Wednesday, April 27, 2016

The Force of Goole

When people talk about Internet Binging, they aren't talking about using the world's fourth most popular internet search engine. According to @ruskin147's BBC Radio Four documentary The Force of Google this evening, people don't even use the generic phrase "searching the internet". They use the word "Google". I think I heard someone say that the word is now more popular than the word "eggs".

Rory discussed several ways that hard-boiled Google poaches Internet business, while scrambling our brains.

1.  Business is dependent on the caprice of Google ranking. Rory talks to the owner of a fly fishing company, which gets a significant proportion of his business via Google. When Google changed its algorithm in 2013, his webpage dropped from page one to page seven - almost equivalent to a commercial death penalty. Then inexplicably it climbed back again - the death penalty reprieved. Readers with long memories will remember the story of BMW (Feb 2006), which was banished from Google for three days in 2006.
 
2. In trying to be as helpful as possible to searchers, Google sometimes fails to respect the interests of other information providers. For example, if you search for hotels in Bury, you get Google's automatically curated list before you get lists from rival platforms such as TripAdvisor and Yelp. 

3. In the past, there has been some evidence that Google is biased towards controversial new technologies, perhaps because the technology vendors spend more on advertising than the technology sceptics. I have noted this apparent bias in relation to Biometrics (Nov 2003) and RFID (Nov 2005). Google now seems to have made some progress on this issue - Rory looked up "fracking" and got a more even-handed view from Google than from Bing.

4. Even without any obvious commercial or political agenda on Google's part, it is easy to see how Google's results could appear to show a lack of balance. Note for example the recent controversy about Unprofessional Hair. There have also been suggestions that Google page ranking could influence the public perception of politicians and thus sway elections.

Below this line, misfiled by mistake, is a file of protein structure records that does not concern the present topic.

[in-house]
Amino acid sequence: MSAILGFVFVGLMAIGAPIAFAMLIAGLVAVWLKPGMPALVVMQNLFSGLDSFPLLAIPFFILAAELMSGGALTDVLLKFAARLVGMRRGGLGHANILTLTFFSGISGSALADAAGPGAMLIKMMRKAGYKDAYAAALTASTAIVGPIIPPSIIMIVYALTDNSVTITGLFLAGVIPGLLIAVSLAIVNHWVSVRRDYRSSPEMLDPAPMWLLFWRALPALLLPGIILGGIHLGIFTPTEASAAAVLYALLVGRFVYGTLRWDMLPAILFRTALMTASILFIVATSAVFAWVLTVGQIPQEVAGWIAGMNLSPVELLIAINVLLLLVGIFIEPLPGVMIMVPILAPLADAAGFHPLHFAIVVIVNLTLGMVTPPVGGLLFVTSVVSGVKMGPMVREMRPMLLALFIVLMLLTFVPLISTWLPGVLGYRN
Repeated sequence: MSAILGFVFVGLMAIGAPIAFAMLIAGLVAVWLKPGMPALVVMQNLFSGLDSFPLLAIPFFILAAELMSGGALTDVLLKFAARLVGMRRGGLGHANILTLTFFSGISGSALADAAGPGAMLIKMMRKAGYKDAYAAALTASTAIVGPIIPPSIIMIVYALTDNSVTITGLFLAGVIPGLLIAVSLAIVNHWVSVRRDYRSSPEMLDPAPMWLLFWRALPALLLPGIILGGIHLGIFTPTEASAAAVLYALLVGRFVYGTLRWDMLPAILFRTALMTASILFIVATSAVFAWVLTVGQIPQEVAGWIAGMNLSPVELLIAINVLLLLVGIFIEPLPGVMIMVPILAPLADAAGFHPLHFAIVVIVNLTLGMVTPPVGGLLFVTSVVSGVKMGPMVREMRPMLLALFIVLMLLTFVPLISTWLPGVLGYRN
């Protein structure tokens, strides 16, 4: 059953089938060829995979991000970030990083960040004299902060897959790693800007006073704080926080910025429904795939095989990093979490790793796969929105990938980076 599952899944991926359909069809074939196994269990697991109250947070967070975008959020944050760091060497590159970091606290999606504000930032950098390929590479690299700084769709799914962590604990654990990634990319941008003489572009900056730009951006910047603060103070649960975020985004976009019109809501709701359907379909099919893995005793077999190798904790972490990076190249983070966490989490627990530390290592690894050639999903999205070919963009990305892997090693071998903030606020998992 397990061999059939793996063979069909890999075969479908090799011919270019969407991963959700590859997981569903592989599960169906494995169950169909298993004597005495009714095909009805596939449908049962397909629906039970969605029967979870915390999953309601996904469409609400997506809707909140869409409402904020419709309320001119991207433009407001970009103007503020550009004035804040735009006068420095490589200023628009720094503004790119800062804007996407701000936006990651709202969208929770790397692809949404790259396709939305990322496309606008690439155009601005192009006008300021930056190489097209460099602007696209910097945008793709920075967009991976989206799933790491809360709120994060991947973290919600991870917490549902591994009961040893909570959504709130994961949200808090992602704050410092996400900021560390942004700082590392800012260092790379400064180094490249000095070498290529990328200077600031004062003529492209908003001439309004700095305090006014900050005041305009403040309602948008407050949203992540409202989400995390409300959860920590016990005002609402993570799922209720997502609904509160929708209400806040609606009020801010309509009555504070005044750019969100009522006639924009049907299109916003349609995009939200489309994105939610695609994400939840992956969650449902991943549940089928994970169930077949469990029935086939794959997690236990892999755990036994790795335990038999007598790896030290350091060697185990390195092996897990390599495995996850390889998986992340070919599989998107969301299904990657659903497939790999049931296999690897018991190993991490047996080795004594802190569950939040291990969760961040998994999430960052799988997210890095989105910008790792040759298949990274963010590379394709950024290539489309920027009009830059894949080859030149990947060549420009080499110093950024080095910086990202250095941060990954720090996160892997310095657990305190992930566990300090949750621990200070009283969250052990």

5. One of the most dangerous aspects of the Google phenomenon is the widespread illusion that Google gives you Objective Truth. Rory talks to Ben Gomes, who is described as Google's Guru of Search, who talks about the Quest for the Perfect Search.

"The perfect search is giving you what you were looking for. Not just the words you typed - but what you were actually looking for."

The programme gave the impression that Google is converging on the Perfect Search. Rory himself says he generally finds what he is looking for. My own experience is that it sometimes requires a fair amount of ingenuity to find stuff, especially interesting and original stuff. See my posts You don't have to be smart to search here ... but it helps (Nov 2008) and Thinking with the Majority (March 2009). See also The Power of Twitter (April 2016).



Wondering about the deliberate spelling mistake in the title of this post? I wanted to pay tribute to a listing from @brightonargus.
Which reminded me of the original Argus Panoptes, the giant who would be the mythical ancestor of Google. And also the ARGUS-IS system, a secret rival to Google's Street View.  Even Argus may have flawed vision sometimes.

Wikipedia: Argus Panoptes, ARGUS-IS.

Leigh Alexander, Do Google's 'unprofessional hair' results show it is racist? (Guardian 8 April 2016)

Rory Cellan-Jones, Six searches that show the power of Google (BBC 26 April 2016)

Konrad Krawczyk, Google is easily the most popular search engine, but have you heard who’s in second? (Digital Trends, 3 July 2014)

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